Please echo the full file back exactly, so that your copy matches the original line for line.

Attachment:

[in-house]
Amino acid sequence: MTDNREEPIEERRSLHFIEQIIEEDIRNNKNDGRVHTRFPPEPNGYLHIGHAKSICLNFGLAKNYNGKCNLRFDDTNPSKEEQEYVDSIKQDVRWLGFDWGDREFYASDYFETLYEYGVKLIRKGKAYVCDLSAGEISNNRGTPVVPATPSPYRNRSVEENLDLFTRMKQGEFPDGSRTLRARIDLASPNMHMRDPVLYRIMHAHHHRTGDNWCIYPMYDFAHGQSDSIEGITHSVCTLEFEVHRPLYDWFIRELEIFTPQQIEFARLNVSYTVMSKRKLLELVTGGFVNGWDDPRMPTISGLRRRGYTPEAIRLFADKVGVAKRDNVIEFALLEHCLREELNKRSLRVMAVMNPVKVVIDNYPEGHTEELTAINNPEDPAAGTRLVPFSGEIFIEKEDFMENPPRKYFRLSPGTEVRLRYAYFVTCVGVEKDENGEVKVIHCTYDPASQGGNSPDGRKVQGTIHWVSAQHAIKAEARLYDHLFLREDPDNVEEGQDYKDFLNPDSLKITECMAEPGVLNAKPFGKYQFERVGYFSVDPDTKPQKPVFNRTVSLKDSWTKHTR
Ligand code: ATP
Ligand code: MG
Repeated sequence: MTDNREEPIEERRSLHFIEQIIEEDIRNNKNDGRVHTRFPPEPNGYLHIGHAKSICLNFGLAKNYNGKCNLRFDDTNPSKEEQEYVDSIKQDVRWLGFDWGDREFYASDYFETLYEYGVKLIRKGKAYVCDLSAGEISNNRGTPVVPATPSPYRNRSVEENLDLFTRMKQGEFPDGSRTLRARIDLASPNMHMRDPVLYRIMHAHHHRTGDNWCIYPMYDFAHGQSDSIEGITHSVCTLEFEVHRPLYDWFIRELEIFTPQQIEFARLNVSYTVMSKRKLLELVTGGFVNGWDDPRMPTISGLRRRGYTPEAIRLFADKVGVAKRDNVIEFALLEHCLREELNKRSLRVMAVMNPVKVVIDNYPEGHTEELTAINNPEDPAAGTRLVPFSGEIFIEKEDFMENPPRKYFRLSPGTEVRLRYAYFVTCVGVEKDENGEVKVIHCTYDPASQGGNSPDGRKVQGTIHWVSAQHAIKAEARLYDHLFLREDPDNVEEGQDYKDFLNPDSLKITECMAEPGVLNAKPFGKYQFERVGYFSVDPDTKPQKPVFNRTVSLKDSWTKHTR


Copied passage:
[in-house]
Amino acid sequence: MTDNREEPIEERRSLHFIEQIIEEDIRNNKNDGRVHTRFPPEPNGYLHIGHAKSICLNFGLAKNYNGKCNLRFDDTNPSKEEQEYVDSIKQDVRWLGFDWGDREFYASDYFETLYEYGVKLIRKGKAYVCDLSAGEISNNRGTPVVPATPSPYRNRSVEENLDLFTRMKQGEFPDGSRTLRARIDLASPNMHMRDPVLYRIMHAHHHRTGDNWCIYPMYDFAHGQSDSIEGITHSVCTLEFEVHRPLYDWFIRELEIFTPQQIEFARLNVSYTVMSKRKLLELVTGGFVNGWDDPRMPTISGLRRRGYTPEAIRLFADKVGVAKRDNVIEFALLEHCLREELNKRSLRVMAVMNPVKVVIDNYPEGHTEELTAINNPEDPAAGTRLVPFSGEIFIEKEDFMENPPRKYFRLSPGTEVRLRYAYFVTCVGVEKDENGEVKVIHCTYDPASQGGNSPDGRKVQGTIHWVSAQHAIKAEARLYDHLFLREDPDNVEEGQDYKDFLNPDSLKITECMAEPGVLNAKPFGKYQFERVGYFSVDPDTKPQKPVFNRTVSLKDSWTKHTR
Ligand code: ATP
Ligand code: MG
Repeated sequence: MTDNREEPIEERRSLHFIEQIIEEDIRNNKNDGRVHTRFPPEPNGYLHIGHAKSICLNFGLAKNYNGKCNLRFDDTNPSKEEQEYVDSIKQDVRWLGFDWGDREFYASDYFETLYEYGVKLIRKGKAYVCDLSAGEISNNRGTPVVPATPSPYRNRSVEENLDLFTRMKQGEFPDGSRTLRARIDLASPNMHMRDPVLYRIMHAHHHRTGDNWCIYPMYDFAHGQSDSIEGITHSVCTLEFEVHRPLYDWFIRELEIFTPQQIEFARLNVSYTVMSKRKLLELVTGGFVNGWDDPRMPTISGLRRRGYTPEAIRLFADKVGVAKRDNVIEFALLEHCLREELNKRSLRVMAVMNPVKVVIDNYPEGHTEELTAINNPEDPAAGTRLVPFSGEIFIEKEDFMENPPRKYFRLSPGTEVRLRYAYFVTCVGVEKDENGEVKVIHCTYDPASQGGNSPDGRKVQGTIHWVSAQHAIKAEARLYDHLFLREDPDNVEEGQDYKDFLNPDSLKITECMAEPGVLNAKPFGKYQFERVGYFSVDPDTKPQKPVFNRTVSLKDSWTKHTR